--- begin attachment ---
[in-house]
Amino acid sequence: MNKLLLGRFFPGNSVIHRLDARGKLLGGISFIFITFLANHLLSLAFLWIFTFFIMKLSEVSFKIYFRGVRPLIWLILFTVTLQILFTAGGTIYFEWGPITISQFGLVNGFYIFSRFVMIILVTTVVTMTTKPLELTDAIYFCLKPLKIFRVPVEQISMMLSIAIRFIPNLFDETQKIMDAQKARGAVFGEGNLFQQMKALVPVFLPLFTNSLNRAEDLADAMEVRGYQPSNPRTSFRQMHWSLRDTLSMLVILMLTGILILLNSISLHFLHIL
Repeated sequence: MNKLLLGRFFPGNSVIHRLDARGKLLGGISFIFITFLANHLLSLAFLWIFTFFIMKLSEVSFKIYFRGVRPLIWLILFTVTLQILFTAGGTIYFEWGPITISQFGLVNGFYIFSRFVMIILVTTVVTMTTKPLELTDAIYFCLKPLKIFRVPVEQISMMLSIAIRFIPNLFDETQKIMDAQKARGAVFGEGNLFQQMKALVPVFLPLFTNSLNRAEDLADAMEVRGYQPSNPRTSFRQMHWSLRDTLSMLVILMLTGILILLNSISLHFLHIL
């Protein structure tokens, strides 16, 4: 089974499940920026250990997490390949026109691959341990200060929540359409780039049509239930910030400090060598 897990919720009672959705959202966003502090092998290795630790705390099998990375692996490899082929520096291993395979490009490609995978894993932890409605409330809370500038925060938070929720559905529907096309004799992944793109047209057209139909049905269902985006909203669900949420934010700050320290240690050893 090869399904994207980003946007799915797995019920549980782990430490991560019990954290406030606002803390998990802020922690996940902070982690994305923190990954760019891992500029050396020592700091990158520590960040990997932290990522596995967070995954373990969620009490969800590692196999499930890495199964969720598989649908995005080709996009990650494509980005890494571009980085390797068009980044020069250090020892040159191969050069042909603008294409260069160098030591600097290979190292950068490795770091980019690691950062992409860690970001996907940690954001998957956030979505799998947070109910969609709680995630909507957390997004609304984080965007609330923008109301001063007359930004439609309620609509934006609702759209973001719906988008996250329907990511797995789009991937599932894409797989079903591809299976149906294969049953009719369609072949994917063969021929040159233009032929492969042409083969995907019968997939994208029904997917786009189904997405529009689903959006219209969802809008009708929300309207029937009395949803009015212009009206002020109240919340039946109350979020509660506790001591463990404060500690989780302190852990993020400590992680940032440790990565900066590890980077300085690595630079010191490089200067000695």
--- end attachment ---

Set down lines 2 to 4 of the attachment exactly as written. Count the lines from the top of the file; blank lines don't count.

Amino acid sequence: MNKLLLGRFFPGNSVIHRLDARGKLLGGISFIFITFLANHLLSLAFLWIFTFFIMKLSEVSFKIYFRGVRPLIWLILFTVTLQILFTAGGTIYFEWGPITISQFGLVNGFYIFSRFVMIILVTTVVTMTTKPLELTDAIYFCLKPLKIFRVPVEQISMMLSIAIRFIPNLFDETQKIMDAQKARGAVFGEGNLFQQMKALVPVFLPLFTNSLNRAEDLADAMEVRGYQPSNPRTSFRQMHWSLRDTLSMLVILMLTGILILLNSISLHFLHIL
Repeated sequence: MNKLLLGRFFPGNSVIHRLDARGKLLGGISFIFITFLANHLLSLAFLWIFTFFIMKLSEVSFKIYFRGVRPLIWLILFTVTLQILFTAGGTIYFEWGPITISQFGLVNGFYIFSRFVMIILVTTVVTMTTKPLELTDAIYFCLKPLKIFRVPVEQISMMLSIAIRFIPNLFDETQKIMDAQKARGAVFGEGNLFQQMKALVPVFLPLFTNSLNRAEDLADAMEVRGYQPSNPRTSFRQMHWSLRDTLSMLVILMLTGILILLNSISLHFLHIL
């Protein structure tokens, strides 16, 4: 089974499940920026250990997490390949026109691959341990200060929540359409780039049509239930910030400090060598 897990919720009672959705959202966003502090092998290795630790705390099998990375692996490899082929520096291993395979490009490609995978894993932890409605409330809370500038925060938070929720559905529907096309004799992944793109047209057209139909049905269902985006909203669900949420934010700050320290240690050893 090869399904994207980003946007799915797995019920549980782990430490991560019990954290406030606002803390998990802020922690996940902070982690994305923190990954760019891992500029050396020592700091990158520590960040990997932290990522596995967070995954373990969620009490969800590692196999499930890495199964969720598989649908995005080709996009990650494509980005890494571009980085390797068009980044020069250090020892040159191969050069042909603008294409260069160098030591600097290979190292950068490795770091980019690691950062992409860690970001996907940690954001998957956030979505799998947070109910969609709680995630909507957390997004609304984080965007609330923008109301001063007359930004439609309620609509934006609702759209973001719906988008996250329907990511797995789009991937599932894409797989079903591809299976149906294969049953009719369609072949994917063969021929040159233009032929492969042409083969995907019968997939994208029904997917786009189904997405529009689903959006219209969802809008009708929300309207029937009395949803009015212009009206002020109240919340039946109350979020509660506790001591463990404060500690989780302190852990993020400590992680940032440790990565900066590890980077300085690595630079010191490089200067000695």